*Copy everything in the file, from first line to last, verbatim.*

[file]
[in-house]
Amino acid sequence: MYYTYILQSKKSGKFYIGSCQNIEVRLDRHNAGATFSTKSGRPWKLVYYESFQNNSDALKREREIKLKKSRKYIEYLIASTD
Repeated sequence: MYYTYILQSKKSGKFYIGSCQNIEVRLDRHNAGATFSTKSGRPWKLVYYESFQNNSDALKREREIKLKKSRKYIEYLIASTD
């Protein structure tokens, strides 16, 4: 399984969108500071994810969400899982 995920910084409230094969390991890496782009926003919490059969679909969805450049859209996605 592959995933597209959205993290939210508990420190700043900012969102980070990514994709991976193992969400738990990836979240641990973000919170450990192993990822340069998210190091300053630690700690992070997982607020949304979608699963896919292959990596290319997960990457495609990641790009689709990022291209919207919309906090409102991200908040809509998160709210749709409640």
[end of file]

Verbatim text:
[in-house]
Amino acid sequence: MYYTYILQSKKSGKFYIGSCQNIEVRLDRHNAGATFSTKSGRPWKLVYYESFQNNSDALKREREIKLKKSRKYIEYLIASTD
Repeated sequence: MYYTYILQSKKSGKFYIGSCQNIEVRLDRHNAGATFSTKSGRPWKLVYYESFQNNSDALKREREIKLKKSRKYIEYLIASTD
């Protein structure tokens, strides 16, 4: 399984969108500071994810969400899982 995920910084409230094969390991890496782009926003919490059969679909969805450049859209996605 592959995933597209959205993290939210508990420190700043900012969102980070990514994709991976193992969400738990990836979240641990973000919170450990192993990822340069998210190091300053630690700690992070997982607020949304979608699963896919292959990596290319997960990457495609990641790009689709990022291209919207919309906090409102991200908040809509998160709210749709409640």